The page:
Cryptography, An Introduction: Third Edition

Cryptography, An Introduction: Third Edition

Nigel Smart's Cryptography provides the rigorous detail required for advanced cryptographic studies, yet approaches the subject matter in an accessible style in order to gently guide new students through difficult mathematical topics.

Tag(s): Cryptography

Publication date: 10 Apr 2013

ISBN-10: 007709987

ISBN-13: 9780077099879

Paperback: 436 pages

Views: 3,028

Type: Book

Publisher: McGraw-Hill

License: n/a

Post time: 15 Jul 2016 01:00:00

Cryptography, An Introduction: Third Edition

Cryptography, An Introduction: Third Edition Nigel Smart's Cryptography provides the rigorous detail required for advanced cryptographic studies, yet approaches the subject matter in an accessible style in order to gently guide new students through difficult mathematical topics.
Tag(s): Cryptography
Publication date: 10 Apr 2013
ISBN-10: 007709987
ISBN-13: 9780077099879
Paperback: 436 pages
Views: 3,028
Document Type: Book
Publisher: McGraw-Hill
License: n/a
Post time: 15 Jul 2016 01:00:00
From the Preface:
Nigel Smart wrote:One may ask why does one need yet another book on cryptography? There are already plenty of books which either give a rapid introduction to all areas, like that of Schneier, or one which gives an encyclopedic overview, like the Handbook of Applied Cryptography (hereafter called HAC). However, neither of these books is suitable for an undergraduate course. In addition, the approach to engineering public key algorithms has changed remarkably over the last few years, with the advent of 'provable security'. No longer does a cryptographer informally argue why his new algorithm is secure, there is now a framework within which one can demonstrate the security relative to other well-studied notions.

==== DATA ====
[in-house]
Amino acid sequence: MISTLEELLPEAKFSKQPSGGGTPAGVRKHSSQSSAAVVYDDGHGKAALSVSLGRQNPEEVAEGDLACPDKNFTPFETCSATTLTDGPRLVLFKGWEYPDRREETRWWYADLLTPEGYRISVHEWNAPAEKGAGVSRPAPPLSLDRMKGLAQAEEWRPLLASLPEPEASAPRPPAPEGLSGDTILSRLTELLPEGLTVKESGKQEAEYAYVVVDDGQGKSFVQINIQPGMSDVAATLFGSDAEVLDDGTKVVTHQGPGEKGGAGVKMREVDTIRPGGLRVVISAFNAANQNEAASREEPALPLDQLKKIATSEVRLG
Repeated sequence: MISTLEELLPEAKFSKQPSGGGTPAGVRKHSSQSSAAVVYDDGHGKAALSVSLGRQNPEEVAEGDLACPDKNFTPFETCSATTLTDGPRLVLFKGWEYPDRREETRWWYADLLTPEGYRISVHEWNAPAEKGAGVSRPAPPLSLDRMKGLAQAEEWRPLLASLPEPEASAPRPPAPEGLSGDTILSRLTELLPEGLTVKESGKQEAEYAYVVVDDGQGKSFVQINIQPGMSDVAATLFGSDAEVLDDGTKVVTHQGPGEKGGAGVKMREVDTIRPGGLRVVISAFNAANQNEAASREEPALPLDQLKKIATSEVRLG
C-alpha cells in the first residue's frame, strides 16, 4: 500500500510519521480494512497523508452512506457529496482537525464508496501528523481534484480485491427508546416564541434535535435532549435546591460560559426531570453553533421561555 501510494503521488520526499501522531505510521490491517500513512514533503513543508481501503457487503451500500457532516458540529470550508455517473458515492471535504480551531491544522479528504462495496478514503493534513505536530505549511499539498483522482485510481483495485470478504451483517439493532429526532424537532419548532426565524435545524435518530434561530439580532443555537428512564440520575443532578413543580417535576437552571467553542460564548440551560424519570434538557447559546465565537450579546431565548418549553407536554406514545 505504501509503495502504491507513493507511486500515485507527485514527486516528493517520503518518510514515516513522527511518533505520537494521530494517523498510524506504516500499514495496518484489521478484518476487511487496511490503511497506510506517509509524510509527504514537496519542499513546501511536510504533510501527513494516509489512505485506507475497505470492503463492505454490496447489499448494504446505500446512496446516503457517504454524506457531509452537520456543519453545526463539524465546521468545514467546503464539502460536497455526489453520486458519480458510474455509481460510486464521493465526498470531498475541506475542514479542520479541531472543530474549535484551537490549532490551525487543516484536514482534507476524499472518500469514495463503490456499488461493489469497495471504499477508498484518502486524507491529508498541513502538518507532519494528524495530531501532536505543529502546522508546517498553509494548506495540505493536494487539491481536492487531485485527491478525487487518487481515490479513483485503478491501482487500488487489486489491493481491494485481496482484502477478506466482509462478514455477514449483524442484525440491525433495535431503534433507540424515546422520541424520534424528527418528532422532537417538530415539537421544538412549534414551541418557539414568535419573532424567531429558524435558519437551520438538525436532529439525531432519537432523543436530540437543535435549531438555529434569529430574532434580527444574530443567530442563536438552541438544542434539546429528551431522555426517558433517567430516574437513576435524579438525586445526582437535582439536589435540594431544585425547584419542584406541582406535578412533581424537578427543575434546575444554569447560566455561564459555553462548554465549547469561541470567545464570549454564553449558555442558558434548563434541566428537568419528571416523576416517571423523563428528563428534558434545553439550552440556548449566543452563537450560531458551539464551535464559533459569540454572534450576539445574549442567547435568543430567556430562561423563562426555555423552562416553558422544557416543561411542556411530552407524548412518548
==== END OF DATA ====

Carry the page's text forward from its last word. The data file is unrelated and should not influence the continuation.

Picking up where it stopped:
Cryptography courses are now taught at all major universities, sometimes these are taught in the context of a Mathematics degree, sometimes in the context of a Computer Science degree and sometimes in the context of an Electrical Engineering degree. Indeed, a single course often needs to meet the requirements of all three types of students, plus maybe some from other subjects who are taking the course as an 'open unit'. The backgrounds and needs of these students are different, some will require a quick overview of the current algorithms in use, whilst others will want an introduction to the current research directions. Hence, there seems to be a need for a textbook which starts from a low level and builds confidence in students until they are able to read, for example HAC without any problems. 

More information is available at the book webpage.




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